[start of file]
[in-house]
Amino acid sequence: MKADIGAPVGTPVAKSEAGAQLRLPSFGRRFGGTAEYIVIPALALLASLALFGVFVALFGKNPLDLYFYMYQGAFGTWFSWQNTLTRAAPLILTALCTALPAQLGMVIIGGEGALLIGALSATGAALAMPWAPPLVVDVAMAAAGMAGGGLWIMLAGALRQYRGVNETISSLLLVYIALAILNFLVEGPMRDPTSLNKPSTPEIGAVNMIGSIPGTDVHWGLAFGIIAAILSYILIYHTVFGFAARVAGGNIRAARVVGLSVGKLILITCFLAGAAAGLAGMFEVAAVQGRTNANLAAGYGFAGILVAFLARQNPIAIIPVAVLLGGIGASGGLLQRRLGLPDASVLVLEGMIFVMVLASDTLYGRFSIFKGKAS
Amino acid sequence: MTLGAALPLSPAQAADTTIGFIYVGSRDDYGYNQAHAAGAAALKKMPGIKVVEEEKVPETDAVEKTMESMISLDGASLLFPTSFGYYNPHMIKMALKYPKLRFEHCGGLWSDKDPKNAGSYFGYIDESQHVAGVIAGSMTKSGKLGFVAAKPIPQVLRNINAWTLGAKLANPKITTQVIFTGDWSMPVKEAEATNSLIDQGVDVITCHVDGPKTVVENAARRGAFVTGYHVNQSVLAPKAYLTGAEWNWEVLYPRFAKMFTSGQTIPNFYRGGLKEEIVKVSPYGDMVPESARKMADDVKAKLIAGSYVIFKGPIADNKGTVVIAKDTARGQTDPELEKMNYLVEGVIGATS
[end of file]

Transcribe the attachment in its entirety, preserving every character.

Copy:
[in-house]
Amino acid sequence: MKADIGAPVGTPVAKSEAGAQLRLPSFGRRFGGTAEYIVIPALALLASLALFGVFVALFGKNPLDLYFYMYQGAFGTWFSWQNTLTRAAPLILTALCTALPAQLGMVIIGGEGALLIGALSATGAALAMPWAPPLVVDVAMAAAGMAGGGLWIMLAGALRQYRGVNETISSLLLVYIALAILNFLVEGPMRDPTSLNKPSTPEIGAVNMIGSIPGTDVHWGLAFGIIAAILSYILIYHTVFGFAARVAGGNIRAARVVGLSVGKLILITCFLAGAAAGLAGMFEVAAVQGRTNANLAAGYGFAGILVAFLARQNPIAIIPVAVLLGGIGASGGLLQRRLGLPDASVLVLEGMIFVMVLASDTLYGRFSIFKGKAS
Amino acid sequence: MTLGAALPLSPAQAADTTIGFIYVGSRDDYGYNQAHAAGAAALKKMPGIKVVEEEKVPETDAVEKTMESMISLDGASLLFPTSFGYYNPHMIKMALKYPKLRFEHCGGLWSDKDPKNAGSYFGYIDESQHVAGVIAGSMTKSGKLGFVAAKPIPQVLRNINAWTLGAKLANPKITTQVIFTGDWSMPVKEAEATNSLIDQGVDVITCHVDGPKTVVENAARRGAFVTGYHVNQSVLAPKAYLTGAEWNWEVLYPRFAKMFTSGQTIPNFYRGGLKEEIVKVSPYGDMVPESARKMADDVKAKLIAGSYVIFKGPIADNKGTVVIAKDTARGQTDPELEKMNYLVEGVIGATS